huiyan

#suspend is a collection of anything related to my obsession with time. Thank you for visiting.
Started Nov 2009
writeto.hy@gmail.com

"People are rivers, always ready to move from one state of being into another. It is not fair, to treat people as if they are finished beings. Everyone is always becoming and unbecoming."



- Kathleen Winter, Annabel  

(Source: splitterherzen)



"The worst nightmare would be not to achieve what I know I’m capable of."



- Romain Grosjean

(Source: kiss-the-apex)



Fuyuko Matsui, Demanding Proof of Being Treated Kindly for as Long as Possible 

"I have portrayed what a newborn infant first seeks from its mother."

source: http://www.yaf.or.jp/yma/jiu/2011/matsuifuyuko/english/work.html
Via krangmarch, bloodmilk

Fuyuko Matsui, Demanding Proof of Being Treated Kindly for as Long as Possible 

"I have portrayed what a newborn infant first seeks from its mother."

source: http://www.yaf.or.jp/yma/jiu/2011/matsuifuyuko/english/work.html

Via krangmarchbloodmilk

Lydia Goldblatt, Still Here

The series conveys “the collapsing and suspension of time that occurs in the realization of our short span within it…. Time can speed up, rush towards conclusions, yet equally stop, languid and glittering with stillness.”

Source: http://www.fastcodesign.com/3026337/a-photographers-poignant-portraits-of-her-aging-parents

Also visit her personal site
Zoom Info
Lydia Goldblatt, Still Here

The series conveys “the collapsing and suspension of time that occurs in the realization of our short span within it…. Time can speed up, rush towards conclusions, yet equally stop, languid and glittering with stillness.”

Source: http://www.fastcodesign.com/3026337/a-photographers-poignant-portraits-of-her-aging-parents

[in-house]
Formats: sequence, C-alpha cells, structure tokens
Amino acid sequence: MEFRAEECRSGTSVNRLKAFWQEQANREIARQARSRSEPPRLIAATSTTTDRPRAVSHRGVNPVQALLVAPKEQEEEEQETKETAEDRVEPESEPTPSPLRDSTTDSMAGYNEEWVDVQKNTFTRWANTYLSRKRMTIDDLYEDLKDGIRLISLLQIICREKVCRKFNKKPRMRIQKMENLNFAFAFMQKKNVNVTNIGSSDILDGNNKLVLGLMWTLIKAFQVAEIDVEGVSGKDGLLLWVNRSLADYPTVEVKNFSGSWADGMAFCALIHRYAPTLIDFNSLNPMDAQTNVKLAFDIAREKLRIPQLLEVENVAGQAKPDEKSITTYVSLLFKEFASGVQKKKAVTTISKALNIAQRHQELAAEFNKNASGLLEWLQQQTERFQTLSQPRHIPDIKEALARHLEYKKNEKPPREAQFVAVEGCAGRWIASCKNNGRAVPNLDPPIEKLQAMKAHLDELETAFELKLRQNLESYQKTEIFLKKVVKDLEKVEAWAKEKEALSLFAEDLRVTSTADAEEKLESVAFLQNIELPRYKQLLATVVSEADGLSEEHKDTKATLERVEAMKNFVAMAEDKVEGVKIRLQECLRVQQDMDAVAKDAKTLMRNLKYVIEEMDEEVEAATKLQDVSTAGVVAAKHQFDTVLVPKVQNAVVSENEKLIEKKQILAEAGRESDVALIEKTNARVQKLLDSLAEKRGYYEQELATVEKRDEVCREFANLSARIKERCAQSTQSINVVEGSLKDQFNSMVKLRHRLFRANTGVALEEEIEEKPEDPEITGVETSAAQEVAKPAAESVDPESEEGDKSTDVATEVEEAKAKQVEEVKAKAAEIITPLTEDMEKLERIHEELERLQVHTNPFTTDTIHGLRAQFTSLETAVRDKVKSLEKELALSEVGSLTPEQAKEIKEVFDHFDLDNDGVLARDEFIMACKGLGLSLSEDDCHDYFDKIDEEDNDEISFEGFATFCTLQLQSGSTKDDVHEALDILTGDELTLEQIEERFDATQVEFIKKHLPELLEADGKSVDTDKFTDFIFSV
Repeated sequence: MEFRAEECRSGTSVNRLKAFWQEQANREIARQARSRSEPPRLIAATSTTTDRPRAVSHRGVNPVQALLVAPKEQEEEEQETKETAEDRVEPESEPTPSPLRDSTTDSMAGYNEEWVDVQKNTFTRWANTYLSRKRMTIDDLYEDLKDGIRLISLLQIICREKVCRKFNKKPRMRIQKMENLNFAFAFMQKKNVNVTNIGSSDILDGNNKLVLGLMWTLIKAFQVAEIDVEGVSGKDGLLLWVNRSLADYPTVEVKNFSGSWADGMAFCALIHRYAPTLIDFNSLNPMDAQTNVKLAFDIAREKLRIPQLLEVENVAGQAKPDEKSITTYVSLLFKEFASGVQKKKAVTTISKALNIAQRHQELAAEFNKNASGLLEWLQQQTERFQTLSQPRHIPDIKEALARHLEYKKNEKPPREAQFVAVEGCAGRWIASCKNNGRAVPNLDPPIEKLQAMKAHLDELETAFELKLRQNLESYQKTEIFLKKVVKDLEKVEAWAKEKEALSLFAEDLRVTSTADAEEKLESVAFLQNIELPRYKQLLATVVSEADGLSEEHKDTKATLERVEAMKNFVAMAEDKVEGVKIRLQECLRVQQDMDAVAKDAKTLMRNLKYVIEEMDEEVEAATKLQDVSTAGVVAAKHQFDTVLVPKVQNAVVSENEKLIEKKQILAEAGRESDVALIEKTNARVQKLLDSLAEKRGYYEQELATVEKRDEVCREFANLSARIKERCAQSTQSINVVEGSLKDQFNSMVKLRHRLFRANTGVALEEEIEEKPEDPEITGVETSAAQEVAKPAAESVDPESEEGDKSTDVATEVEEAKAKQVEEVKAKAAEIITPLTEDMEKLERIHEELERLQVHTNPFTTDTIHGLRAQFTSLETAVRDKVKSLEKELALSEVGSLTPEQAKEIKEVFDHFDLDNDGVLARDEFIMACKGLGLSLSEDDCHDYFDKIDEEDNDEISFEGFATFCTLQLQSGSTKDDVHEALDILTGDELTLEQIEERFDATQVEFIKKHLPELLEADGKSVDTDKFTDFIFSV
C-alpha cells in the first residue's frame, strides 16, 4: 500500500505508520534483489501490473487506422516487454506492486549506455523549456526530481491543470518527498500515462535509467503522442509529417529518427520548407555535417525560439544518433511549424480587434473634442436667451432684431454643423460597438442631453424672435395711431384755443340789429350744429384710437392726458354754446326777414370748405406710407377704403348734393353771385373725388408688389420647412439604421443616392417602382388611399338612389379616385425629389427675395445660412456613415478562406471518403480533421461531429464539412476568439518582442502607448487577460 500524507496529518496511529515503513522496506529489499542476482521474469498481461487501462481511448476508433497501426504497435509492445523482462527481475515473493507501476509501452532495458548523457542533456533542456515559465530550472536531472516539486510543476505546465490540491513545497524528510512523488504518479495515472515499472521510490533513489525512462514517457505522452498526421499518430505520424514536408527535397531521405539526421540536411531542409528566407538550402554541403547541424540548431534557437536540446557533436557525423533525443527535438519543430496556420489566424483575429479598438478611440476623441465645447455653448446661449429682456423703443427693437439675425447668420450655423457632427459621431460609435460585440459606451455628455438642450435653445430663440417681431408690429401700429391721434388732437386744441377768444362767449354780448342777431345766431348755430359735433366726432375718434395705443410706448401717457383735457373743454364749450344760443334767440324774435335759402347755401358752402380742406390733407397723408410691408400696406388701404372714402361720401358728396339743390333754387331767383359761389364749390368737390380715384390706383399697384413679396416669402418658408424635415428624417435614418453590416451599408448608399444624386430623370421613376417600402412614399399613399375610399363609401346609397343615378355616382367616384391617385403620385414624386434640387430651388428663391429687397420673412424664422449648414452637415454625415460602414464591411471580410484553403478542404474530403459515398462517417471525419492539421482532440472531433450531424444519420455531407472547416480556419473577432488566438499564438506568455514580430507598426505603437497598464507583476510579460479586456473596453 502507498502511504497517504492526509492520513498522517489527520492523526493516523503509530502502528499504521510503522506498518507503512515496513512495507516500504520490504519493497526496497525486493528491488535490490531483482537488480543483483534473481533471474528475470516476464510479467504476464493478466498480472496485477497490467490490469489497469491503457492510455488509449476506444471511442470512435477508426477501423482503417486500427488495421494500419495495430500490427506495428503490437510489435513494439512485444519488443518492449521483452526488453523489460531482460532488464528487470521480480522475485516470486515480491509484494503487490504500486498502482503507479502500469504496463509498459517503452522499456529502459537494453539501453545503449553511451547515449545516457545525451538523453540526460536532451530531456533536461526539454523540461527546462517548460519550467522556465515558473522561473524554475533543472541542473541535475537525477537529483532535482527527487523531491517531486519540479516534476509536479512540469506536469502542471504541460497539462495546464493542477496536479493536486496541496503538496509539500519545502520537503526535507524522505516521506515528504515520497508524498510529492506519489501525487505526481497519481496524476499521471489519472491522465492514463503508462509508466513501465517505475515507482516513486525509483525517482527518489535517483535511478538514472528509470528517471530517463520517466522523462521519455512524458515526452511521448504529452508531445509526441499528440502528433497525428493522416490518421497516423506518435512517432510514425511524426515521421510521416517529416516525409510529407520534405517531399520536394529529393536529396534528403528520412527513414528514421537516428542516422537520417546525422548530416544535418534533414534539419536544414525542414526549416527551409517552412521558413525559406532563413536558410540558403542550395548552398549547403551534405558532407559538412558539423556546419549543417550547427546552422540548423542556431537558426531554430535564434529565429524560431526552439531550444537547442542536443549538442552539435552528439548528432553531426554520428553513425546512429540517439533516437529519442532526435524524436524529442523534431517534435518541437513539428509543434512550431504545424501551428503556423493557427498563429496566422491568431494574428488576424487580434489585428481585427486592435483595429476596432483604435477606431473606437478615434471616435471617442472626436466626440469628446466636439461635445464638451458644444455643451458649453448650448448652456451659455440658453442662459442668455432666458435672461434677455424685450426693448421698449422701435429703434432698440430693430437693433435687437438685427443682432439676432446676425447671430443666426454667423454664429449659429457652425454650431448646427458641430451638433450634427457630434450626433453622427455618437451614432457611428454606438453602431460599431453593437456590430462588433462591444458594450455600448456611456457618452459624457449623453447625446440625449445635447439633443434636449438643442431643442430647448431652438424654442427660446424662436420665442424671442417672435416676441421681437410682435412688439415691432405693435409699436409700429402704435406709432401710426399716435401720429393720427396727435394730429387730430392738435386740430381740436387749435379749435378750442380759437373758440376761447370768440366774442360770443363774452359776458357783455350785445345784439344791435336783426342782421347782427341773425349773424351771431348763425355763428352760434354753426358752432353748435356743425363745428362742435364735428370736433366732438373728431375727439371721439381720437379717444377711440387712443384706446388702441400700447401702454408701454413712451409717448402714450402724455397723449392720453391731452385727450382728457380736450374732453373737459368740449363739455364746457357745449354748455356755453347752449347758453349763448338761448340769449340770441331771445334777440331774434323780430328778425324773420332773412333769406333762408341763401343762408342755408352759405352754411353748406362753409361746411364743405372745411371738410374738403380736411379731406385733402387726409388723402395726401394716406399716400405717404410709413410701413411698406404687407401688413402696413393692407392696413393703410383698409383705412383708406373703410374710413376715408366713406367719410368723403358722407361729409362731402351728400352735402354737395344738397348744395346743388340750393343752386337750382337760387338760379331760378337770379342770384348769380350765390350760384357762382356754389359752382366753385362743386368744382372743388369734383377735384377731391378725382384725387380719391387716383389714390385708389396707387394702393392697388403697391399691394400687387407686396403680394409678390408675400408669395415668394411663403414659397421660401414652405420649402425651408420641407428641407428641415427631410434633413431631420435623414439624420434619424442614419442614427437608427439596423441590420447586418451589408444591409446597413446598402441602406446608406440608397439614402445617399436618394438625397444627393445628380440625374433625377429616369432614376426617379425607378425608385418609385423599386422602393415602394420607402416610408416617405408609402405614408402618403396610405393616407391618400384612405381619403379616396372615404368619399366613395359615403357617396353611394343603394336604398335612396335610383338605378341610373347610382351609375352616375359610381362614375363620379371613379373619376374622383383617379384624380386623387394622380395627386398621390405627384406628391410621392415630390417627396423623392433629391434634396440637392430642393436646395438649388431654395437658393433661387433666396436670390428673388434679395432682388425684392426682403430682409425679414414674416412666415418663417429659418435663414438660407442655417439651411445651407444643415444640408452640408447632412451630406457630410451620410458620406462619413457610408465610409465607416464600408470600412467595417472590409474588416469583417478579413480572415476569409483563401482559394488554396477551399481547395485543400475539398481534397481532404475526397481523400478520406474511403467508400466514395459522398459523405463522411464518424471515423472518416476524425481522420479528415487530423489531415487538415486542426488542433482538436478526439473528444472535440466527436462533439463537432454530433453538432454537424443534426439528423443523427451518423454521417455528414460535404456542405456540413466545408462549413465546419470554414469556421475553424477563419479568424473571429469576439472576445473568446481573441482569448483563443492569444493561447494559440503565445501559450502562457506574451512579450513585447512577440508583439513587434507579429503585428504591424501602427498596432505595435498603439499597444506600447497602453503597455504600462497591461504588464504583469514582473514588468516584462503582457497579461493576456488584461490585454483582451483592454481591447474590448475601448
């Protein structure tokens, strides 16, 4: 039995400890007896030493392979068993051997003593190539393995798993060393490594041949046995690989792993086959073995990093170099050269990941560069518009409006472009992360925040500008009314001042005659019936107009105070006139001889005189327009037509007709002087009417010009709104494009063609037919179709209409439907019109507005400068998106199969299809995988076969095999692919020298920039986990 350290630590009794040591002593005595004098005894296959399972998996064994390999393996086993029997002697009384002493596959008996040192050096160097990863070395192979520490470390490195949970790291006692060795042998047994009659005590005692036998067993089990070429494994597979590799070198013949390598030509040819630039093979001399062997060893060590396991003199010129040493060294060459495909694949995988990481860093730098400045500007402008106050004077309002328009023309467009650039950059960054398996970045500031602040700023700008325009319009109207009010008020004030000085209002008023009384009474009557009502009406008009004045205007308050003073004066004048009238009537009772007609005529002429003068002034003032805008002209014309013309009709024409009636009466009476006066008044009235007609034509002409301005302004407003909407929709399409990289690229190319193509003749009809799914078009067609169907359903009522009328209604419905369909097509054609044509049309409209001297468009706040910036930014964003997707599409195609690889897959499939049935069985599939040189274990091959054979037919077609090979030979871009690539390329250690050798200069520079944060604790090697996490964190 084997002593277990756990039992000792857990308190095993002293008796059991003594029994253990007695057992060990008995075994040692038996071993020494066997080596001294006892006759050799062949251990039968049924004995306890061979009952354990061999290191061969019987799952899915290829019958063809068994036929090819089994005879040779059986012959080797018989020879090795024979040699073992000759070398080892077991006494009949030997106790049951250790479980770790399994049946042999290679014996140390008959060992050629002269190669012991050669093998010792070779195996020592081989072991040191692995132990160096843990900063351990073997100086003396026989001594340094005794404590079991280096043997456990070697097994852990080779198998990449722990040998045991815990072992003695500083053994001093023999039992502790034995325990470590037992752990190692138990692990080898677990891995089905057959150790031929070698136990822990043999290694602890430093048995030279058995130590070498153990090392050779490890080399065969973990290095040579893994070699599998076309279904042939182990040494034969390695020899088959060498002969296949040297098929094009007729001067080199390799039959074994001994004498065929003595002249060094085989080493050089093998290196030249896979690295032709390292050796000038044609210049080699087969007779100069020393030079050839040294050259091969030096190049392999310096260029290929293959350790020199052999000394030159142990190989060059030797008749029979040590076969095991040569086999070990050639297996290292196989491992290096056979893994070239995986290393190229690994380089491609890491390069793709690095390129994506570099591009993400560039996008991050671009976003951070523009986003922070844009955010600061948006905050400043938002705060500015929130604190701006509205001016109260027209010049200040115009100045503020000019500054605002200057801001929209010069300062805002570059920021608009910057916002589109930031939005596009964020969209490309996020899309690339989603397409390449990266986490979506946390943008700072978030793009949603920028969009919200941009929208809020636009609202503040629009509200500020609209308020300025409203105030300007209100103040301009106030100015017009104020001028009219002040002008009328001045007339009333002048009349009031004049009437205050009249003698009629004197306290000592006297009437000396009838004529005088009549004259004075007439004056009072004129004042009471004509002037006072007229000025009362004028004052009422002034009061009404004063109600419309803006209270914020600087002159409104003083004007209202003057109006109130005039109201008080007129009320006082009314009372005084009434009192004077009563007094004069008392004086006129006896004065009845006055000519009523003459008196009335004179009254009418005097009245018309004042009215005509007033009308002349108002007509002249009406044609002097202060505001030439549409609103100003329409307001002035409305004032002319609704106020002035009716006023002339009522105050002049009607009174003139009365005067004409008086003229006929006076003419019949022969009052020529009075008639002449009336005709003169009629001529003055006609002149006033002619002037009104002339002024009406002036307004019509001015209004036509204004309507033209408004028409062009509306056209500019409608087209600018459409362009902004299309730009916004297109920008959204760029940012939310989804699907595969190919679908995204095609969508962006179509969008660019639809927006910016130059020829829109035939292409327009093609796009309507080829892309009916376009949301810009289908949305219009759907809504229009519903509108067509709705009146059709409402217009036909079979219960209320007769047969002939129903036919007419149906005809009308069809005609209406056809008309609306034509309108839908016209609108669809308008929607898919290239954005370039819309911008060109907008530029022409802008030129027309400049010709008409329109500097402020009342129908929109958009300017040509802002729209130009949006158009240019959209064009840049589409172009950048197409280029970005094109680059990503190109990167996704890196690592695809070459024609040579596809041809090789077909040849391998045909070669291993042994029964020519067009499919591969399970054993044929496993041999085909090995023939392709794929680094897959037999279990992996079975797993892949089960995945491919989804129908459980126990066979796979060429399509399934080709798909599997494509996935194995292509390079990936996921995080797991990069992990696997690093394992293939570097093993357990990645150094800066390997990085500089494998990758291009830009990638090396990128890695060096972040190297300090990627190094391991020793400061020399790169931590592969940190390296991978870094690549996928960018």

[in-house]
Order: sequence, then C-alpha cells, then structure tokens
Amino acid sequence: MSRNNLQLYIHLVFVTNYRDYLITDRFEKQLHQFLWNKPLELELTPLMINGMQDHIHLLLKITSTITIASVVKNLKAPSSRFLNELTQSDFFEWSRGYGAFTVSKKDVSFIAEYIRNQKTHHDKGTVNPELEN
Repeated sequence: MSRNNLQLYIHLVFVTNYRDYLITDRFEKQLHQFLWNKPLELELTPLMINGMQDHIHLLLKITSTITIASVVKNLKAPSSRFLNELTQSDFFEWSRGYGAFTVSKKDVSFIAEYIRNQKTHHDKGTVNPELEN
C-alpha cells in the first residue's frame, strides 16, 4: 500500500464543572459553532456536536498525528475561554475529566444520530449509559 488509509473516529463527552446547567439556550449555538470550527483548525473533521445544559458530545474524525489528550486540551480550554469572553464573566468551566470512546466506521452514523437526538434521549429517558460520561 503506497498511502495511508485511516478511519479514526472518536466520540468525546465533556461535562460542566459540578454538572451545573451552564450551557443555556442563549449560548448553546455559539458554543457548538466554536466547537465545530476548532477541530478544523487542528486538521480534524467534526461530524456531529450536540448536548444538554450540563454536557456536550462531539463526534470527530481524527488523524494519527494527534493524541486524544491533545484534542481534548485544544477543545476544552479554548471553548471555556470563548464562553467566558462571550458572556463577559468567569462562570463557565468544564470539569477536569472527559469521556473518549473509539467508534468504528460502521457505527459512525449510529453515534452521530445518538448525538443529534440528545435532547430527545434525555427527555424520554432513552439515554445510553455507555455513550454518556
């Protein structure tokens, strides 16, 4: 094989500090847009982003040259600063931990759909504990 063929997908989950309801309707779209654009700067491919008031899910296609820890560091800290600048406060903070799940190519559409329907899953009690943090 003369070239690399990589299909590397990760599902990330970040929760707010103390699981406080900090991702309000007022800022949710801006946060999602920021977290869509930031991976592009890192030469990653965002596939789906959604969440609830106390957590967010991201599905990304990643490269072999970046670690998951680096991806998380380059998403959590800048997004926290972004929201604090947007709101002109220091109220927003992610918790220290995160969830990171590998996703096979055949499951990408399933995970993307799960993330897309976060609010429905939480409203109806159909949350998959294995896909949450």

Also visit her personal site
Zoom Info
Lydia Goldblatt, Still Here

The series conveys “the collapsing and suspension of time that occurs in the realization of our short span within it…. Time can speed up, rush towards conclusions, yet equally stop, languid and glittering with stillness.”

Source: http://www.fastcodesign.com/3026337/a-photographers-poignant-portraits-of-her-aging-parents

Also visit her personal site
Zoom Info
Lydia Goldblatt, Still Here

The series conveys “the collapsing and suspension of time that occurs in the realization of our short span within it…. Time can speed up, rush towards conclusions, yet equally stop, languid and glittering with stillness.”

Source: http://www.fastcodesign.com/3026337/a-photographers-poignant-portraits-of-her-aging-parents

Also visit her personal site
Zoom Info
Lydia Goldblatt, Still Here

The series conveys “the collapsing and suspension of time that occurs in the realization of our short span within it…. Time can speed up, rush towards conclusions, yet equally stop, languid and glittering with stillness.”

Source: http://www.fastcodesign.com/3026337/a-photographers-poignant-portraits-of-her-aging-parents

Also visit her personal site
Zoom Info
Lydia Goldblatt, Still Here

The series conveys “the collapsing and suspension of time that occurs in the realization of our short span within it…. Time can speed up, rush towards conclusions, yet equally stop, languid and glittering with stillness.”

Source: http://www.fastcodesign.com/3026337/a-photographers-poignant-portraits-of-her-aging-parents

Also visit her personal site
Zoom Info
Lydia Goldblatt, Still Here